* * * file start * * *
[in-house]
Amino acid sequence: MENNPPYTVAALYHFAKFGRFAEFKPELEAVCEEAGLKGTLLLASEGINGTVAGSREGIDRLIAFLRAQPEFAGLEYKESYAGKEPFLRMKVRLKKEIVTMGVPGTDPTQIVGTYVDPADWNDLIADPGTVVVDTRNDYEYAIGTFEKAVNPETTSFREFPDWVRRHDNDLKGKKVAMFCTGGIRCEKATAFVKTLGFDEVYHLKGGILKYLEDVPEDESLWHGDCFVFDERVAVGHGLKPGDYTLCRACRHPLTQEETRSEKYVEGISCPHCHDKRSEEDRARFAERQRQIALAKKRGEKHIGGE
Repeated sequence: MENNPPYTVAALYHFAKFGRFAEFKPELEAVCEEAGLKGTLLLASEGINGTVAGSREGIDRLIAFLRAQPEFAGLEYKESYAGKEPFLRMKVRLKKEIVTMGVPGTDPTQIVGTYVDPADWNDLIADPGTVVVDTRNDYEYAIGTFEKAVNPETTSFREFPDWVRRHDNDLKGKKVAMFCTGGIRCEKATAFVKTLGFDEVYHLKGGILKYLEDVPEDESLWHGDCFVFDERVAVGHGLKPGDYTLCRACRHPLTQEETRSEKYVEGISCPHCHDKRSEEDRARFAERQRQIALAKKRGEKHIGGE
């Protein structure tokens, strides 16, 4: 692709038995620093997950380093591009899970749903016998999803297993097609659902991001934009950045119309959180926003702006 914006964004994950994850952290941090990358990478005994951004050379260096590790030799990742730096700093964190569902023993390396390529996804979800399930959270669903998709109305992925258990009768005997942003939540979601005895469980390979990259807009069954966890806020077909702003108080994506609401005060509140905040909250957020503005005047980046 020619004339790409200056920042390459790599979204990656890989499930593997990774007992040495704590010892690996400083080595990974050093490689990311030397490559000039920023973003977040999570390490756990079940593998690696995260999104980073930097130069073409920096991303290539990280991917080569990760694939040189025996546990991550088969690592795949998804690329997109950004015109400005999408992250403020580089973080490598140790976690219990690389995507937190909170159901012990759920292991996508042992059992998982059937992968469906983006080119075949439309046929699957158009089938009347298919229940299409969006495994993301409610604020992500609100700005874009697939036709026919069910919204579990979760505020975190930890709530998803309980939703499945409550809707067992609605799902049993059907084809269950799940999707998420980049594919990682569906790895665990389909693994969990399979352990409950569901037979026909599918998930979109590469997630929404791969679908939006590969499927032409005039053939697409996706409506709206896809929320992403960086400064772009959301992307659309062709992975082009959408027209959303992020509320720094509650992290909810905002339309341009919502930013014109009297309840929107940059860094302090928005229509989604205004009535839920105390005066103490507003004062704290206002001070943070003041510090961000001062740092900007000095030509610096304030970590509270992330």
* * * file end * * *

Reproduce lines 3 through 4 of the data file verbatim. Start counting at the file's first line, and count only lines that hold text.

Repeated sequence: MENNPPYTVAALYHFAKFGRFAEFKPELEAVCEEAGLKGTLLLASEGINGTVAGSREGIDRLIAFLRAQPEFAGLEYKESYAGKEPFLRMKVRLKKEIVTMGVPGTDPTQIVGTYVDPADWNDLIADPGTVVVDTRNDYEYAIGTFEKAVNPETTSFREFPDWVRRHDNDLKGKKVAMFCTGGIRCEKATAFVKTLGFDEVYHLKGGILKYLEDVPEDESLWHGDCFVFDERVAVGHGLKPGDYTLCRACRHPLTQEETRSEKYVEGISCPHCHDKRSEEDRARFAERQRQIALAKKRGEKHIGGE
């Protein structure tokens, strides 16, 4: 692709038995620093997950380093591009899970749903016998999803297993097609659902991001934009950045119309959180926003702006 914006964004994950994850952290941090990358990478005994951004050379260096590790030799990742730096700093964190569902023993390396390529996804979800399930959270669903998709109305992925258990009768005997942003939540979601005895469980390979990259807009069954966890806020077909702003108080994506609401005060509140905040909250957020503005005047980046 020619004339790409200056920042390459790599979204990656890989499930593997990774007992040495704590010892690996400083080595990974050093490689990311030397490559000039920023973003977040999570390490756990079940593998690696995260999104980073930097130069073409920096991303290539990280991917080569990760694939040189025996546990991550088969690592795949998804690329997109950004015109400005999408992250403020580089973080490598140790976690219990690389995507937190909170159901012990759920292991996508042992059992998982059937992968469906983006080119075949439309046929699957158009089938009347298919229940299409969006495994993301409610604020992500609100700005874009697939036709026919069910919204579990979760505020975190930890709530998803309980939703499945409550809707067992609605799902049993059907084809269950799940999707998420980049594919990682569906790895665990389909693994969990399979352990409950569901037979026909599918998930979109590469997630929404791969679908939006590969499927032409005039053939697409996706409506709206896809929320992403960086400064772009959301992307659309062709992975082009959408027209959303992020509320720094509650992290909810905002339309341009919502930013014109009297309840929107940059860094302090928005229509989604205004009535839920105390005066103490507003004062704290206002001070943070003041510090961000001062740092900007000095030509610096304030970590509270992330």